Can Your Business Serve the Greater Good?

A friend of mine once said, “If we could get every single business person in the world, every single entrepreneur, to play their part, we could get on top of most of the worlds problems.”

That friend was Richard Branson, and I took his message to heart. It made me think about what I could do through BNI to make an impact on the globe and sent me on an introspective journey about being a business owner and the responsibility we had to serve not only our customers, but society as a whole.

What I came up with are four ways to help your business find direction and purpose in helping others, whether it be in your local area or in the global community.

3 Tips for Putting the Butterfly Effect of Networking in Motion

IvanRichardBethSome years back, I posted a blog detailing how my introduction to Richard Branson was completely the result of the Butterfly Effect of Networking.  In thinking about that blog post, it occurred to me that an important part of the reason I was able to make such effective and rewarding networking connections was the way that I thought about, and therefore went about networking. Here’s what I mean by that . . .

While it’s important to know the right things to do while networking, it’s equally important to start thinking the right way to make your networking efforts as successful and dynamic as they can be. This involves altering your mind-set. Here is an up-close look at some elements you’ll want to include in your mind-set to ensure networking success:

  1. The law of reciprocity or Givers Gain® approach.

Don’t approach networking thinking ‘I did this for you, now what are you going to do for me?’ Instead, remember the old adage Give and you shall receive? The law of reciprocity takes the focus off of what you stand to gain from the networking relationship, and in doing so, creates bonds based on trust and friendship. Put it to the test. You’ll be amazed by the outcome.

  1. Diversity in networking.

Look for groups that don’t target people just like you. In this way, you’ll broaden the net you seek to cast for referrals.

  1. Farming mentality.

It’s a long, drawn-out process to go from seeding a field to harvesting the crops and there’s no quick return. But, when you spend time and take care in building relationships, your networking will yield extraordinary results.

Approaching networking with a mentality that focuses on the process of cultivating referrals will create the results you desire. Make an effort to spend more time strengthening your friendships with those whom you wish to have as part of your networking circle and you will certainly make more and better connections.

Do you have any tips for developing a networking-friendly mindset which positions you for success?  I’d love to hear from you, so please leave your thoughts, comments, and ideas in the forum below.  Thanks!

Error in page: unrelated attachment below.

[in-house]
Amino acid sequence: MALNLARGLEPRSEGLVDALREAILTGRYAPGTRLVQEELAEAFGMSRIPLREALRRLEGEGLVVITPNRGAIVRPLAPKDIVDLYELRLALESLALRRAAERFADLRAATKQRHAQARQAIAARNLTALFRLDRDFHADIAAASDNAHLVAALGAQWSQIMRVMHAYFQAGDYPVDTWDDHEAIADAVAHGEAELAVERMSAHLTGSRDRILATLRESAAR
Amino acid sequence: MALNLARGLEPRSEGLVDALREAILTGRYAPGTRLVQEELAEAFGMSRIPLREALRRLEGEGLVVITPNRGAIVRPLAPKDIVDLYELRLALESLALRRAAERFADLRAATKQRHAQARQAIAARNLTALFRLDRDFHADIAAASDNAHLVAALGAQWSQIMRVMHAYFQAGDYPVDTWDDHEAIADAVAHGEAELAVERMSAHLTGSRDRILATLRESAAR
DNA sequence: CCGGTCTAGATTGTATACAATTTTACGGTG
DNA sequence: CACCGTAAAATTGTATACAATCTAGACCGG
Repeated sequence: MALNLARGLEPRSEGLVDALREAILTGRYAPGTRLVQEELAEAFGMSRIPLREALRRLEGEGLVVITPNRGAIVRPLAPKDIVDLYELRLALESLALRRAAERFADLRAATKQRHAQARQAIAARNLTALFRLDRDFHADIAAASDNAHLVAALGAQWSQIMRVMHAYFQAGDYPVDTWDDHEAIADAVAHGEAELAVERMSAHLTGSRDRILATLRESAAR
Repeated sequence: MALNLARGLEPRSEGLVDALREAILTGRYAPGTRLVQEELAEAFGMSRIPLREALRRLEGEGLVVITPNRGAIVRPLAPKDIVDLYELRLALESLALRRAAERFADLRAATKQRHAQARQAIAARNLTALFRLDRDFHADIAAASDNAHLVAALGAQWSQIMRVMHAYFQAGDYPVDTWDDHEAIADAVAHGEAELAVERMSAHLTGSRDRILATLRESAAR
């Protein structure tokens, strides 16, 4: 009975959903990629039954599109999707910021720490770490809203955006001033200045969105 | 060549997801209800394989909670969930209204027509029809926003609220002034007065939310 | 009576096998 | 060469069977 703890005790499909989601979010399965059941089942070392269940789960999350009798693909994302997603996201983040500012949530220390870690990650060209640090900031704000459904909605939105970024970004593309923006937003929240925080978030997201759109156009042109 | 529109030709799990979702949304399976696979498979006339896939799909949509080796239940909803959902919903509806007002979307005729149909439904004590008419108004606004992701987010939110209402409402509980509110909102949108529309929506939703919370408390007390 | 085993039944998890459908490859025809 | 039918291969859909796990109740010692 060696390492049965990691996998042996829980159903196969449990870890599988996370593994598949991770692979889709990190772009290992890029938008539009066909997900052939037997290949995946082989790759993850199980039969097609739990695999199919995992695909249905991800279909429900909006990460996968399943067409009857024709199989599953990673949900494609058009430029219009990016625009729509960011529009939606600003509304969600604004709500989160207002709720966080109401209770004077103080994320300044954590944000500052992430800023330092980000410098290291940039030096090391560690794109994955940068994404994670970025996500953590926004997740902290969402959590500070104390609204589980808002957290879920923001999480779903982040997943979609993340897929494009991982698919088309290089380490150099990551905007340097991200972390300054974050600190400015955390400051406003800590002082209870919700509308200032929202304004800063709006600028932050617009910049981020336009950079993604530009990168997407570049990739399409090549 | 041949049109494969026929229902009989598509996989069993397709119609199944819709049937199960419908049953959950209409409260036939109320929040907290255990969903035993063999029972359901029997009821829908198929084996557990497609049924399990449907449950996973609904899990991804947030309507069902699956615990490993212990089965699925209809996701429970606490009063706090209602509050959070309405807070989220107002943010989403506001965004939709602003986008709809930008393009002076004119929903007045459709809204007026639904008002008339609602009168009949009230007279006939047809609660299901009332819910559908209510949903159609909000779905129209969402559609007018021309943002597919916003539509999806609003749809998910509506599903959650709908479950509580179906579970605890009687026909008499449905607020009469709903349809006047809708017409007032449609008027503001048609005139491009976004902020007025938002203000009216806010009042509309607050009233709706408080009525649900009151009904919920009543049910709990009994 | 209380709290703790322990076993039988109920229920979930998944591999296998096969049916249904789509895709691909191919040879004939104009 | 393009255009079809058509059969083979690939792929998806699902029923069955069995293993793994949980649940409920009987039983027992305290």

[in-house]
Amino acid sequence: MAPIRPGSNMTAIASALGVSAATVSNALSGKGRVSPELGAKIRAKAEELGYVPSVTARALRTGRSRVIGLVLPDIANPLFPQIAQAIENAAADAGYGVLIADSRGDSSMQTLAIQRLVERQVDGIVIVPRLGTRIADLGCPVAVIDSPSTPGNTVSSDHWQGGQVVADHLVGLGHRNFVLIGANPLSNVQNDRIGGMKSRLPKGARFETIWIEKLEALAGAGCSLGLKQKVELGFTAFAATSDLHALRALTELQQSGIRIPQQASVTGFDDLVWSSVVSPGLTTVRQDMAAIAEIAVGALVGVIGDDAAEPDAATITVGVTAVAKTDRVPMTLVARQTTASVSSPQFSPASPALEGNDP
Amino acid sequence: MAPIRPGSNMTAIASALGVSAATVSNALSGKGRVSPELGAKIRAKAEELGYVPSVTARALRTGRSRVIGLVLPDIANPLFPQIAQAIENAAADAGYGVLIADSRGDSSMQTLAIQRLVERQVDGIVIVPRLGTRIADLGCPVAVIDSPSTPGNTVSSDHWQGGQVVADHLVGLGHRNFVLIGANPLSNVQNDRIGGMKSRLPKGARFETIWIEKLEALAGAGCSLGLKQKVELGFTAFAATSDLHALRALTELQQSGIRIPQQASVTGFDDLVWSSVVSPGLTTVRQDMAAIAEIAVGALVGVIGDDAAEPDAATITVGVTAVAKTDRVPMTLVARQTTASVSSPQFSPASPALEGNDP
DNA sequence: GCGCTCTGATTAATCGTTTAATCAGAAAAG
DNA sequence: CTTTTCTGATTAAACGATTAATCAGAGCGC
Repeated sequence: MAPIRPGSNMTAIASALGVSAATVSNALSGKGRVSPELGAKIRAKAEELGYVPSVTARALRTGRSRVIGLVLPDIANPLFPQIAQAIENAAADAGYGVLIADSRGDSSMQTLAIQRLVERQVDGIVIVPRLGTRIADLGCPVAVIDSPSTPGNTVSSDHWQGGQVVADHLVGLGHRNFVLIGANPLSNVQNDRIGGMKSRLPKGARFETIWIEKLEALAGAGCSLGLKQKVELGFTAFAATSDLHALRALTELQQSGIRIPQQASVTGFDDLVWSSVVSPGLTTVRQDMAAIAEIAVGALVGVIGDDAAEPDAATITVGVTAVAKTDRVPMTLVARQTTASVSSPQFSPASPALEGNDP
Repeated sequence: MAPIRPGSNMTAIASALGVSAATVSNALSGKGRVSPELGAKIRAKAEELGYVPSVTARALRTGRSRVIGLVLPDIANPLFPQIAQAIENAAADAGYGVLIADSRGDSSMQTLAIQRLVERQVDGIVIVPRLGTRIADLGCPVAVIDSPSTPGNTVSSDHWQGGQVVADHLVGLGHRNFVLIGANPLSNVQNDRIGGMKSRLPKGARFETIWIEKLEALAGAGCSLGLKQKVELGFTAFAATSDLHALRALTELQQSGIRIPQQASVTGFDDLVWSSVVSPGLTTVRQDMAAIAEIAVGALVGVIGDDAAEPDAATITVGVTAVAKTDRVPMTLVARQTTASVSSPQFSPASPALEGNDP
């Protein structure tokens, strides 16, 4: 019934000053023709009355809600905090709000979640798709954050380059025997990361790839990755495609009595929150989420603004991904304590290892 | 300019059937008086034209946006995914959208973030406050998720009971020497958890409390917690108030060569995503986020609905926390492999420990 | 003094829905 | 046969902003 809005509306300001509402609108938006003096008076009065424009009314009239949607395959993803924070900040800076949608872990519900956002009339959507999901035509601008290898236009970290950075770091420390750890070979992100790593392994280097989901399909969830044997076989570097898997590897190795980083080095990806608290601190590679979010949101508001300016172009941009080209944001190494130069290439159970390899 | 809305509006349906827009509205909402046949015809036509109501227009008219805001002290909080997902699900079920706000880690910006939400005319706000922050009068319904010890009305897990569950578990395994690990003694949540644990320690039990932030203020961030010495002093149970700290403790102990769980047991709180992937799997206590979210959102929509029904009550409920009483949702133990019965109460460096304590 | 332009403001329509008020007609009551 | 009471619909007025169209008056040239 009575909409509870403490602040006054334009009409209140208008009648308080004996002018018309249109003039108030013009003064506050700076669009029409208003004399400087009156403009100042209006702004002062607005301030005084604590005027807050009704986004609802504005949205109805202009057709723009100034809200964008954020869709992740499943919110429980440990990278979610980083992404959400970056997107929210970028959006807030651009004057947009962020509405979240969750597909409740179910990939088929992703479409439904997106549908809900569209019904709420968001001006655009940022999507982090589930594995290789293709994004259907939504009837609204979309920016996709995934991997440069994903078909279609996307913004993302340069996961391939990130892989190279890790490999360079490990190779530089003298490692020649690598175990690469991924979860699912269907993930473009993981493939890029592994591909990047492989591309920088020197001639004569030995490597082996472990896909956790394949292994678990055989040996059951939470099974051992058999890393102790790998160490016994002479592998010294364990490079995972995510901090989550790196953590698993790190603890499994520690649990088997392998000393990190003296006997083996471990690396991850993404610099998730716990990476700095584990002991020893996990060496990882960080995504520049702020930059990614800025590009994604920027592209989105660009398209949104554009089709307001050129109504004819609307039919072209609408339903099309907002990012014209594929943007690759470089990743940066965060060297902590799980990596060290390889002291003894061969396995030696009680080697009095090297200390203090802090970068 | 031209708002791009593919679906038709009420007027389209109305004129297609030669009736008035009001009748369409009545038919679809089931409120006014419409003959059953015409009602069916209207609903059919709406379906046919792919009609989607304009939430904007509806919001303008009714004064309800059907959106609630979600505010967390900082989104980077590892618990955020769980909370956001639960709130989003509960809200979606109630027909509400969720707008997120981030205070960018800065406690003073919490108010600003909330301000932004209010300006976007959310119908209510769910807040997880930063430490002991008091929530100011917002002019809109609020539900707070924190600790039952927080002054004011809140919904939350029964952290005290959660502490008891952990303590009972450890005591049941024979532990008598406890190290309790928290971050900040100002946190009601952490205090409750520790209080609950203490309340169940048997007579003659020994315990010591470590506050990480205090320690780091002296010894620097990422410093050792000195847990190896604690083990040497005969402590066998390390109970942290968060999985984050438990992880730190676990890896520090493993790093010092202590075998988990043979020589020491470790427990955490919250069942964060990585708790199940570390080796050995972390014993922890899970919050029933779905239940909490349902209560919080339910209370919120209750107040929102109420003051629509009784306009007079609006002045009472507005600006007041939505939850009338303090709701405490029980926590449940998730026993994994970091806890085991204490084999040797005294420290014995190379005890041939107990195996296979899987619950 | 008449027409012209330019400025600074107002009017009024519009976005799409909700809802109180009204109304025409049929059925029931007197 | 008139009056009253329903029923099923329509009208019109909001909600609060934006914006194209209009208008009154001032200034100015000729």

A Burning Question for Richard Branson

Last year, My wife Beth and I posted a question on Facebook in search of the most creative and interesting answer.  The question was: “If you had an opportunity to ask Sir Richard Branson one question, what would it be?”

In this video, I reveal the best, most interesting question that someone responded with:

“What venture or company do you wish you had started instead of someone else, or what business did you have a chance to invest in but didn’t and now regret not investing in it?”

I go on to reveal the equally interesting (if not more interesting) answer to this question which I got lucky enough to receive directly from Sir Richard Branson himself during a visit to Necker Island.

Watch the video now for Branson’s answer . . . and, hey, you never know–perhaps this will be the answer to a question you get during a game of Trivial Pursuit somewhere down the road, in which case you’ll be darn glad you watched this video! 😉

I’m curious– what would YOU ask Richard if you could ask him anything?  As long as it’s not something like, “Richard, will you adopt me (even though I’m 57) and make me independently wealthy so I don’t have to work for the rest of my life?” (Ha, ha . . . :-)), then I’d love to hear what questions you come up with!  Please leave your feedback in the comment forum below.  Thanks!

The Butterfly Effect of Networking Explained

The Butterfly Effect is part of chaos theory, which is a part of mathematics.  It basically proposes that the flapping of the wings of a butterfly alter something extremely minute but which starts a domino effect of altering one thing after another until something finally gets altered which actually changes the weather.   So what does the Butterfly Effect have to do with networking?  Take 5 minutes to watch this video and find out!  I tell a pretty powerful story about how the Butterfly Effect caused some very unexpected things to happen in my life, resulting in an amazing experience.

As I’ve mentioned in a couple of my recent video blog posts, Jack Canfield, Gautam Ganglani, and I are currently working together on a book about networking.  Today’s video is one of several short videos I’ll be posting which cover networking topics we will be focusing on in the book.  These videos are the result of brainstorming sessions for the book and, ultimately, we want to gather stories from networkers like you who have experience with the different topics I discuss in these videos.